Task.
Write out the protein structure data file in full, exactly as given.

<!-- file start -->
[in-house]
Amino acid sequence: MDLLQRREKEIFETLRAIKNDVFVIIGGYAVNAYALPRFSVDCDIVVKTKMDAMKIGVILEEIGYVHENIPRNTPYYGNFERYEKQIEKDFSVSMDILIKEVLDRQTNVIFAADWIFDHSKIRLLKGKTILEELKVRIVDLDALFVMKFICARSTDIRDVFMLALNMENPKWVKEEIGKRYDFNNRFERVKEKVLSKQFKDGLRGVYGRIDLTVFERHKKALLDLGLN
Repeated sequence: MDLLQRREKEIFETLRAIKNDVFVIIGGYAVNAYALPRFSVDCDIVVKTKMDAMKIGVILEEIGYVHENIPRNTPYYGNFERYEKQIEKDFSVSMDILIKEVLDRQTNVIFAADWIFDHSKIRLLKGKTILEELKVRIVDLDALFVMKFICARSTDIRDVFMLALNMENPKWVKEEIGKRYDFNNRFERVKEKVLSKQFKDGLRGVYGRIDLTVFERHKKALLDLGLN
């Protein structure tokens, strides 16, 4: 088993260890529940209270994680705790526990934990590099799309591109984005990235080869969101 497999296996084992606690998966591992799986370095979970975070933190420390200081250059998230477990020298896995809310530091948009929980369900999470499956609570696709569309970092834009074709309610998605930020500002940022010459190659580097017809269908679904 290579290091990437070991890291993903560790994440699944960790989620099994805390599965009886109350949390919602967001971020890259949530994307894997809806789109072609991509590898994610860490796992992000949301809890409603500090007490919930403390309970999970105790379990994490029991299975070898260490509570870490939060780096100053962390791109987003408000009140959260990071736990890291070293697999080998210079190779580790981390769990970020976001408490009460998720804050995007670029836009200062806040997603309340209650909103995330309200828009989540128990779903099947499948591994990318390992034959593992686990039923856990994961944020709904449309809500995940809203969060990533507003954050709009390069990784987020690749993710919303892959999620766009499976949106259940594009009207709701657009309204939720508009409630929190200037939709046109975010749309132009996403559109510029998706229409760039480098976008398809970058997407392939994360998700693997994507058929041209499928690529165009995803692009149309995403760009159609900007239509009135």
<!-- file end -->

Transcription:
[in-house]
Amino acid sequence: MDLLQRREKEIFETLRAIKNDVFVIIGGYAVNAYALPRFSVDCDIVVKTKMDAMKIGVILEEIGYVHENIPRNTPYYGNFERYEKQIEKDFSVSMDILIKEVLDRQTNVIFAADWIFDHSKIRLLKGKTILEELKVRIVDLDALFVMKFICARSTDIRDVFMLALNMENPKWVKEEIGKRYDFNNRFERVKEKVLSKQFKDGLRGVYGRIDLTVFERHKKALLDLGLN
Repeated sequence: MDLLQRREKEIFETLRAIKNDVFVIIGGYAVNAYALPRFSVDCDIVVKTKMDAMKIGVILEEIGYVHENIPRNTPYYGNFERYEKQIEKDFSVSMDILIKEVLDRQTNVIFAADWIFDHSKIRLLKGKTILEELKVRIVDLDALFVMKFICARSTDIRDVFMLALNMENPKWVKEEIGKRYDFNNRFERVKEKVLSKQFKDGLRGVYGRIDLTVFERHKKALLDLGLN
């Protein structure tokens, strides 16, 4: 088993260890529940209270994680705790526990934990590099799309591109984005990235080869969101 497999296996084992606690998966591992799986370095979970975070933190420390200081250059998230477990020298896995809310530091948009929980369900999470499956609570696709569309970092834009074709309610998605930020500002940022010459190659580097017809269908679904 290579290091990437070991890291993903560790994440699944960790989620099994805390599965009886109350949390919602967001971020890259949530994307894997809806789109072609991509590898994610860490796992992000949301809890409603500090007490919930403390309970999970105790379990994490029991299975070898260490509570870490939060780096100053962390791109987003408000009140959260990071736990890291070293697999080998210079190779580790981390769990970020976001408490009460998720804050995007670029836009200062806040997603309340209650909103995330309200828009989540128990779903099947499948591994990318390992034959593992686990039923856990994961944020709904449309809500995940809203969060990533507003954050709009390069990784987020690749993710919303892959999620766009499976949106259940594009009207709701657009309204939720508009409630929190200037939709046109975010749309132009996403559109510029998706229409760039480098976008398809970058997407392939994360998700693997994507058929041209499928690529165009995803692009149309995403760009159609900007239509009135």